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Mr. Smarty Plants - Wildflower meadow for Arkansas

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Sunday - September 16, 2007

From: Redfield, AR
Region: Midwest
Topic: Wildlife Gardens
Title: Wildflower meadow for Arkansas
Answered by: Barbara Medford

QUESTION:

We want to create a 1/2-1 acre wildflower style "meadow" using native plants that we can naturalize. I found information for our area (Central Arkansas) on this website that is helpful, but I am also interested in spring bulbs, summer bulbs like tiger and spider lily and then heirloom variety flowers. How can I find out if "heirlooms" are also native or not and what bulbs would be acceptable? We want to plant for not just beauty but also to provide an area for wildlife. We also need plants that will naturalize or reseed as I will not be able to replant each year. Thanks!

ANSWER:

What a great project. Obviously, you've already acquainted yourself with our website and our Native Plant Database, so let us try to suggest a few other sources for the information you're seeking. In our How To Articles you will find a number of articles on various phases of cultivating native plants. Especially take a look at "Wildflower Meadow Gardening" and "Creating a Wildlife Garden." They are far better written and go into more detail than we can do here.

To address the second part of your question, adding bulbs and heirloom flowers, and how to determine if they are native. You know that the Lady Bird Johnson Wildflower Center enthusiastically promotes the protection and propagation of plants native to North America. The database mentioned has a huge number of information pages about individual native plants, their normal habitat, growth habits, etc. So, probably the first thing you would do is you were interested in a particular plant would be to go to the plant database, using the link above, and search for the specific name of that plant, using either the common or the scientific name. As an exercise, since you mentioned an interest in lilies, we typed in "lily" and got a list of 134 native plants with the word "lily" in the common name. The first one. Amsonia ciliata (fringed bluestar) is found in Arkansas, can be self propagating (to the point of invasiveness, apparently) and is a gorgeous bloom, attractive to butterflies. Another is Hymenocallis liriosme (spring spiderlily), which is also a native, and happy in slightly boggy or damp areas. Tiger lilies are almost a whole separate subject. Lilium columbianum (Columbia lily) and Lilium pardalinum (leopard lily) are both sometimes referred to as tiger lilies and are native to North America. However, they appear only in the Pacific Northwest and might either not survive in Arkansas or become invasive there.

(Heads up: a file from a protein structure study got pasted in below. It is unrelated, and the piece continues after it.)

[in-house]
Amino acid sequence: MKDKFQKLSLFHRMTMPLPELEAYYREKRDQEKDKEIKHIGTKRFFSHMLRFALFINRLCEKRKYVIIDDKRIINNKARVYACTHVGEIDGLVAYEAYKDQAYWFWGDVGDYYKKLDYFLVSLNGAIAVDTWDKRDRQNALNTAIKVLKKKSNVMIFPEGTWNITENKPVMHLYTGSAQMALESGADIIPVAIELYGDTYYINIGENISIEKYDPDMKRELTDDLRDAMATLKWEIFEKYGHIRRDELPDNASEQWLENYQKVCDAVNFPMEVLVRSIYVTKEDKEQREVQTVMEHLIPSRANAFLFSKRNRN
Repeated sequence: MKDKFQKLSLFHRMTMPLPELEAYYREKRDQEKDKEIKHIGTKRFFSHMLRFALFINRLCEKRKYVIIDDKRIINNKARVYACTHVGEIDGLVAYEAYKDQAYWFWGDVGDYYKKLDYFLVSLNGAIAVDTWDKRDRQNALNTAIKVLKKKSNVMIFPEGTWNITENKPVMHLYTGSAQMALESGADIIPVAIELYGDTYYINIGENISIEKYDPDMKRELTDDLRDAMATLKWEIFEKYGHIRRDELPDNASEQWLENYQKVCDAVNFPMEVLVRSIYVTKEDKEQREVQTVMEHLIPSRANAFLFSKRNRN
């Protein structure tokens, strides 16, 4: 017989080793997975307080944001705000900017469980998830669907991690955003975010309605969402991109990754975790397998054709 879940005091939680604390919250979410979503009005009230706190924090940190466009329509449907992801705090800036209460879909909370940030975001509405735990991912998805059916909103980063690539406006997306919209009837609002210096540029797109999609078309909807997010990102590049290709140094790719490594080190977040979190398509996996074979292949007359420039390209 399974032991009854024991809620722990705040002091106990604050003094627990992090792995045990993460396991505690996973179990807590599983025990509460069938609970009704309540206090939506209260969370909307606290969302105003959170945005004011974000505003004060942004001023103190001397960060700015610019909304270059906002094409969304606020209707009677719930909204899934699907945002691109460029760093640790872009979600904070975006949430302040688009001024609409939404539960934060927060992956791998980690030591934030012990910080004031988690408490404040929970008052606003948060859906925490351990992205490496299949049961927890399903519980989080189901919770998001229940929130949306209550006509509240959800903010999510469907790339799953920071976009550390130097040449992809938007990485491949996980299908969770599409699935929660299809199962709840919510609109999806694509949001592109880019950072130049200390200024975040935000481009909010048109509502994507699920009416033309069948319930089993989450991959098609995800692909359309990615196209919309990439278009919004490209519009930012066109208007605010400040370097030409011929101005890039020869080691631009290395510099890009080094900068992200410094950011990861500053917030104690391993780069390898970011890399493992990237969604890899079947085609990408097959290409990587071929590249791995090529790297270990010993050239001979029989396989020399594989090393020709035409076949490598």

Finally, you asked how you would determine if an "heirloom" plant was a native. The word "heirloom" usually refers more to the fact that it has been in cultivation a long time. For instance, there are many roses called heirloom or old roses; they have been cultivated in North America for many generations, but were brought here from Europe or China. Your best bet is to follow the procedure above, search in the Native Plant Database for a particular plant you are interested in, see if it's found in Arkansas, and study its habits and care. And if it's not in that database, it's probably not a native. Please try to avoid planting anything that doesn't belong in your area. You don't want to be responsible for bringing in a plant that could escape from cultivation and become invasive because it has no natural predators in your area. Think about kudzu in the South.


Amsonia ciliata

Hymenocallis liriosme

Lilium columbianum

 

 

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